Did you see that in this passage, Jesus prays that God will provide the laborers and then in the next passage, the disciples are sent out?  What does it mean to pray for change?  It means that when we pray for change, it’s followed by action.  We are not called to pray for change and continue to sit back and wait, we are called to pray for change and then step out as the church to make the changes that are needed.  The grace of this pandemic, is that we’ve been given the gift of time, we have to work on ourselves and our own routines, because everything else has been taken away.  We’re forced to look at ourselves and see where we need more work.  How can we use this time to become the laborers that God needs next?

Church, we are being given a gift.  The gift of time and focus, we’ve never had this before.  We have time now to think, to breath and to change so that when we are pushed back out into our communities, we can be the change that God needs us to be.  I wonder what this looks like for you?  I wonder what it would take for each of us to take a micro step each day towards change?

Our world is hurt, we are sick, we are in pain… what is God calling us to do?  What is next?  How do we grow?  Church, people’s hearts are open and raw, they are needing the hope that we live, how do we bring it when the doors are still closed?  This week, you have a choice, you can continue to sit and learn, or you can live out the ministry that you are called to do.  I wonder what that will look like this week?  How will you live out what God is calling you to do?  What does the passion look like in your heart for others?  Not just the people in your house, or the people that gathered with you in church in the time before?  How does your apostolic heart cry out for justice for those who have never had a voice?  How are you drawn into ministry for people that you don’t know?  How are you pushed out into using your voice for this new life we are living into?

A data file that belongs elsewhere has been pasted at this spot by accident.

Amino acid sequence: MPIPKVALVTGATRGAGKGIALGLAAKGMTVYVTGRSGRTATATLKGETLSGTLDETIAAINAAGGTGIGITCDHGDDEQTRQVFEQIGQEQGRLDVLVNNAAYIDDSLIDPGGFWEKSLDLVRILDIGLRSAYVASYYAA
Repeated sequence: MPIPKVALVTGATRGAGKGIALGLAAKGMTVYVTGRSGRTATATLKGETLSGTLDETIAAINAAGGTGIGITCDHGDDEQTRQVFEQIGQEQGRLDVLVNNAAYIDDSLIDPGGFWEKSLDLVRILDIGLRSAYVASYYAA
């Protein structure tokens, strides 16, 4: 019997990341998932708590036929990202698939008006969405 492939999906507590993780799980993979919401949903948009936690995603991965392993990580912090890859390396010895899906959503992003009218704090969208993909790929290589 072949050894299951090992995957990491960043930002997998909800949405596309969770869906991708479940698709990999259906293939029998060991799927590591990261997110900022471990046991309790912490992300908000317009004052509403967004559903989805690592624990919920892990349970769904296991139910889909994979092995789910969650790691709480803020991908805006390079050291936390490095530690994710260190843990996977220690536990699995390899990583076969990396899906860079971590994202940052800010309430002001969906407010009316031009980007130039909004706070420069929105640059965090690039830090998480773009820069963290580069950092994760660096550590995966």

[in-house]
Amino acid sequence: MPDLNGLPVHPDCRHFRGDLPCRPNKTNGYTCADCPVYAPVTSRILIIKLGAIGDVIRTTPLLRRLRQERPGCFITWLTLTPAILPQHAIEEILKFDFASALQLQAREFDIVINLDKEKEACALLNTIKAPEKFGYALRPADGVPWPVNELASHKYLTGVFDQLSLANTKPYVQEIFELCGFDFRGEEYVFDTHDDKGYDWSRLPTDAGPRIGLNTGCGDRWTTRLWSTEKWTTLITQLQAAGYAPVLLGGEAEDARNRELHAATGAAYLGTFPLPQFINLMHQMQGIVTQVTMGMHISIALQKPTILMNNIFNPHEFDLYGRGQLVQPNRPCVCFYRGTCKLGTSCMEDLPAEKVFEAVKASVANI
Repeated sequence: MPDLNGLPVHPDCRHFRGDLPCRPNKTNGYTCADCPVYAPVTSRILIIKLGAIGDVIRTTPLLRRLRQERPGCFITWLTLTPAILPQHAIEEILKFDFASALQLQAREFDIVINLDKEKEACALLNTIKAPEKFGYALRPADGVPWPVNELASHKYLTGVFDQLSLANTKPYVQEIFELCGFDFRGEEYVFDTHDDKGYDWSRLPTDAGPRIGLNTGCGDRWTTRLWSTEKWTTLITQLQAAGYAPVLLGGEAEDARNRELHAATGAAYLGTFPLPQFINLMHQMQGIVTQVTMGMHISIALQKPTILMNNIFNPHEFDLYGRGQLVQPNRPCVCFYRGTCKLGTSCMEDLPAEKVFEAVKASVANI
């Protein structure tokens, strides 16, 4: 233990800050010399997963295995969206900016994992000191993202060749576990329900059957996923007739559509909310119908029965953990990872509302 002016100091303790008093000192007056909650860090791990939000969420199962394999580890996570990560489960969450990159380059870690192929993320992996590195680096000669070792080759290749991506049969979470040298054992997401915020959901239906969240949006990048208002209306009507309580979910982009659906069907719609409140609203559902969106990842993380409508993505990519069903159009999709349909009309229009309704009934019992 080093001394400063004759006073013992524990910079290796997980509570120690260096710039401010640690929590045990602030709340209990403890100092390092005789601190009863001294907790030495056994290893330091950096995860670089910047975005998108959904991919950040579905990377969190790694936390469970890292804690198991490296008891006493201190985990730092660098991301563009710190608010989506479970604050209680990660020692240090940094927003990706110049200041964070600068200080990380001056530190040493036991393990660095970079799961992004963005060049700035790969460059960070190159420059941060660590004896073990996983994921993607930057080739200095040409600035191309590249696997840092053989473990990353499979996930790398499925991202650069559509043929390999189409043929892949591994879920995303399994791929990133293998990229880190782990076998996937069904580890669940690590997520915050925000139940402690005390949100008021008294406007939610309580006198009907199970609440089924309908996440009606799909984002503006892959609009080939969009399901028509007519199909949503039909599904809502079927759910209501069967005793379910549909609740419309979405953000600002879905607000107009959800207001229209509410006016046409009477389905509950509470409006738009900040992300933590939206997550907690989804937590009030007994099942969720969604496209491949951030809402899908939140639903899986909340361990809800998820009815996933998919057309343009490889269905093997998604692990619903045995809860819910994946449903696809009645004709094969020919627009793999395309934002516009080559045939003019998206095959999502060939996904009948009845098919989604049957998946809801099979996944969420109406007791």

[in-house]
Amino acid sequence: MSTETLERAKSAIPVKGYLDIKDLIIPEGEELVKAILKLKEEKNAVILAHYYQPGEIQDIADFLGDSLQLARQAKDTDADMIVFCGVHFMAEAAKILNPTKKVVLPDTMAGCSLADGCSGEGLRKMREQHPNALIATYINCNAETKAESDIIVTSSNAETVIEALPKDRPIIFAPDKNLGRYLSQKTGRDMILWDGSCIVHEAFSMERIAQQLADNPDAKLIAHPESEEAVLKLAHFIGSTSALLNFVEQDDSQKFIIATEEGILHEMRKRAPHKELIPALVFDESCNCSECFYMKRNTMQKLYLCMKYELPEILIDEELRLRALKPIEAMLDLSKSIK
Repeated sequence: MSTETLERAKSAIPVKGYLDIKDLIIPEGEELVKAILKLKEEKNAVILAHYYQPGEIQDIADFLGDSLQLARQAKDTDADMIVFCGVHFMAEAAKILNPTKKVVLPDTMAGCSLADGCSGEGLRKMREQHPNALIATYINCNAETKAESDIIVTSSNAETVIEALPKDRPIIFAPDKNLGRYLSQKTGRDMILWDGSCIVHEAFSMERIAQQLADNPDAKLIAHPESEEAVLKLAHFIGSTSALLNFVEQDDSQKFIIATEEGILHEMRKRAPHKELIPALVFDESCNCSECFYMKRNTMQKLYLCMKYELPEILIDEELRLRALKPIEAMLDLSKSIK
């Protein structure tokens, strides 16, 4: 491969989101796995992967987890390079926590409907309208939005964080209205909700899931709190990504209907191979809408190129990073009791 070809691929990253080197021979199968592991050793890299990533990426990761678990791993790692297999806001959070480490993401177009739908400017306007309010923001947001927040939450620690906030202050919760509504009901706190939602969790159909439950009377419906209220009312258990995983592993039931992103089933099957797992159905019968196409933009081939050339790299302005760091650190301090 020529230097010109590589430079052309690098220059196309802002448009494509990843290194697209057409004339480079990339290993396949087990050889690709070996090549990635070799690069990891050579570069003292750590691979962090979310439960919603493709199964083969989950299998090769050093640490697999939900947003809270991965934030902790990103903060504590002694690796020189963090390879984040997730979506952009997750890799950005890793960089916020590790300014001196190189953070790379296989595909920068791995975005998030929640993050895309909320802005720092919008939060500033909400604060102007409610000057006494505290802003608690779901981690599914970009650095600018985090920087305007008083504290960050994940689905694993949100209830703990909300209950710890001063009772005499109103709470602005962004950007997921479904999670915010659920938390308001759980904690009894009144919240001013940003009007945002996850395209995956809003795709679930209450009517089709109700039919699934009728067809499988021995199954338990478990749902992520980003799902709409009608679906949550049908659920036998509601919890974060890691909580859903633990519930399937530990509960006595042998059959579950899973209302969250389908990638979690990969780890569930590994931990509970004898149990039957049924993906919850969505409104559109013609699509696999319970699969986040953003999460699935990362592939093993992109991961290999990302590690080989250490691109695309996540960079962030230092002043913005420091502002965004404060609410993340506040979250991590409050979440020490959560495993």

I’ve been thinking about pain and all the ways that the church has used our authority in the past.  But I don’t think it’s enough to stop there, I’ve had to really struggle and get in the uncomfortable spot of thinking about how I have caused others pain.  Where were the times I didn’t stand up?  Where were the times I was silent, and knew better?  Where was my voice?  It was hidden in fear and worry, behind pews and hymnals.  But now those things are gone, so what holds me back from being the voice that lifts others up rather than holding them back?

You see, that’s also the dark side of fear.  Fear can push you out to try new things, or fear can lock you down and turn you inwards.  It’s normal to feel fear, but it’s not our call to live there.  It isn’t our call to turn inwards, it’s our call to be pushed out. 

Church, you’ve been taught and prepared, we’ve prayed for years that God would bring change.  The change is here and is happening. 

It is time to act.





All Bible passages are taken from the NET Bible translation.